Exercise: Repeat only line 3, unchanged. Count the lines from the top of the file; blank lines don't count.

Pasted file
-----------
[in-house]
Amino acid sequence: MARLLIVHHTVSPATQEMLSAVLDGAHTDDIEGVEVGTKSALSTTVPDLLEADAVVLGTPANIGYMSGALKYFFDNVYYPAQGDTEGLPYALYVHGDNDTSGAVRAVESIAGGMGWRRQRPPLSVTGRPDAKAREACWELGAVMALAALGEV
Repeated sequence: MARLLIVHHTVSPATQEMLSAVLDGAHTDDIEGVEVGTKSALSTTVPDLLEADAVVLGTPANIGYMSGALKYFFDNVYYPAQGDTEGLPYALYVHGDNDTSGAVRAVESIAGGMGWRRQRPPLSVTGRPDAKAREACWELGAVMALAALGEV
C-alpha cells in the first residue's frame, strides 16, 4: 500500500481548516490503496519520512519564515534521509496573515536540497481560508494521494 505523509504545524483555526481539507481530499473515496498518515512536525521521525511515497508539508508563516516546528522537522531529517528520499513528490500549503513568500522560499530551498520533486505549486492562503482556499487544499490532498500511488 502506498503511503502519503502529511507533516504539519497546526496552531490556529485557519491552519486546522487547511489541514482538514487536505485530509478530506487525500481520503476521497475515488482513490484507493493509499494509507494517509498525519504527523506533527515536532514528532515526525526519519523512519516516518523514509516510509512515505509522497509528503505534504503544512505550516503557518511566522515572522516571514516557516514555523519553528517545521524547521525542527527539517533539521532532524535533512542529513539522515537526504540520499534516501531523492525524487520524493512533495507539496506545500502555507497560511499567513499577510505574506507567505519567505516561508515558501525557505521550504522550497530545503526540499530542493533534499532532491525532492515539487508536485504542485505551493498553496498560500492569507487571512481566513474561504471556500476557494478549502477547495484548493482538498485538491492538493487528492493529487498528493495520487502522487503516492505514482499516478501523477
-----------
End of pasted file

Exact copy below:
Repeated sequence: MARLLIVHHTVSPATQEMLSAVLDGAHTDDIEGVEVGTKSALSTTVPDLLEADAVVLGTPANIGYMSGALKYFFDNVYYPAQGDTEGLPYALYVHGDNDTSGAVRAVESIAGGMGWRRQRPPLSVTGRPDAKAREACWELGAVMALAALGEV